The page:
From Guy Fawkes to Hannibal Lecter, we’re drawn to people that, let’s face it, no one in their right minds would take back to meet their mum. When you think about it, Robin Hood was essentially a professional thief, Guy Fawkes a terrorist, Jack the Ripper had major issues with prostitutes (to say the least) and even if you were having an extremely bad hair day you wouldn’t want to enlist the skills of Sweeney Todd! Whether you like your villains rugged and daring, or smooth and pathologically controlling, we have a lurid fascination with them. But why?
Over the years psychologists have come up with various theories. Travis Langley writing in Wired said that Carl Jung believed we need to confront and understand our own hidden nature to grow as human beings (eg Bruce Wayne creating his Dark Knight persona to fight crime), and Sigmund Freud viewed human nature as inherently antisocial and driven by the undisciplined id’s pleasure principal – basically we’re born to be bad but held back by society. Even when we develop self-control and conscience, Freudians say the id still dwells underneath and wishes for selfish things, which explains our attraction to anyone super-villainous who basically indulges his or her selfishness no matter the consequences! Psychologist Melvin Lerner believed in the just-world phenomenon where you assume victims must deserve to be victims, rather than believe bad things happen to good people. So when Hannibal Lecter mutilates and eats not only a person who offended him, but also his victim’s spouse, human nature motivates us to think that they both deserved it.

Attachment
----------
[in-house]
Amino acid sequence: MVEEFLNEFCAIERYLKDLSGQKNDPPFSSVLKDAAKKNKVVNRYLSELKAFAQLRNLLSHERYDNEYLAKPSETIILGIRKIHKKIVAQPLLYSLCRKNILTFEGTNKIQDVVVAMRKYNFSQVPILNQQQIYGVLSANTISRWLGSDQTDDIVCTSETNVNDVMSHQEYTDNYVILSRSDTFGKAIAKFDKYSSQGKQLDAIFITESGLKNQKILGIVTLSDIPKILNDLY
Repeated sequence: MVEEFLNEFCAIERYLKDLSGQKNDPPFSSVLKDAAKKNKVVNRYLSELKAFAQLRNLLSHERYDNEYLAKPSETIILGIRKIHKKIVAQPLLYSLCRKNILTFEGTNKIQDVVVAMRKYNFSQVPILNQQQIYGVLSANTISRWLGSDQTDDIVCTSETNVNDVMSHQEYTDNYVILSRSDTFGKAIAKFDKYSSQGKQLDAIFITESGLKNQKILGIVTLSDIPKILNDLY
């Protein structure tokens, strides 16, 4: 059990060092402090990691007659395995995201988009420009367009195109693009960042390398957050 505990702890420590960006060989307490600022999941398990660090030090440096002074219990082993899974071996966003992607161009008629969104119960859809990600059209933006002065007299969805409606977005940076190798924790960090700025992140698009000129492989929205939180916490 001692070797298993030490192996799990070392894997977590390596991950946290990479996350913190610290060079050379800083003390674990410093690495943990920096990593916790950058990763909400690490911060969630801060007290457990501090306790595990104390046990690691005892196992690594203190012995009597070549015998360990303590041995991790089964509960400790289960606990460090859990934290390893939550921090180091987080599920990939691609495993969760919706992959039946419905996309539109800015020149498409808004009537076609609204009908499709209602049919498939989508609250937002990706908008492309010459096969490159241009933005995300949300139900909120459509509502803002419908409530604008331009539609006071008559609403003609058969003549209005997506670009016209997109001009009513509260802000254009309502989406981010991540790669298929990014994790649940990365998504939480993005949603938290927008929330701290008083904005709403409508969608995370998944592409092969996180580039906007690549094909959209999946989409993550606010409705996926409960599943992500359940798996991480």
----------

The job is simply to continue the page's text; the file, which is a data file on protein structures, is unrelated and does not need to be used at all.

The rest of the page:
As human beings we’re also naturally curious about pretty much everything, even if it’s deeply unpleasant. If we learn about people who do awful things, then somehow we’ll feel less vulnerable. Langley writes that exploring evil through the filter of fiction can help us contemplate humanity at its worst. Often we experience a kind of love/hate relationship with the bad guy. As we explored in an earlier blog post, The Psychology of Fear, being frightened by something or someone is massively cathartic. According to neuroscientist Dean Burnett “We all have these dark impulses or ‘forbidden thinking’, and having some form of outlet for this is a good thing. People regularly wonder about stealing, attacking, cheating, and worse. Perhaps by indulging in horror we’re less likely to act on these impulses.” So we shouldn’t feel bad about being drawn to a baddie, whether fictional or through the safety of a television screen or history book – it’s actually quite good for us.
London Dungeon Lates gives you the perfect chance to find out which theory works best for you, as you immerse yourself in after-hours scary fun in the company of Sweeney Todd and his evil sidekick Mrs Lovett. Discover the Guy Fawkes – The Gunpowder Plot or even visit Jack the Ripper’s favourite haunt – if you dare!
So who’s your favourite villain?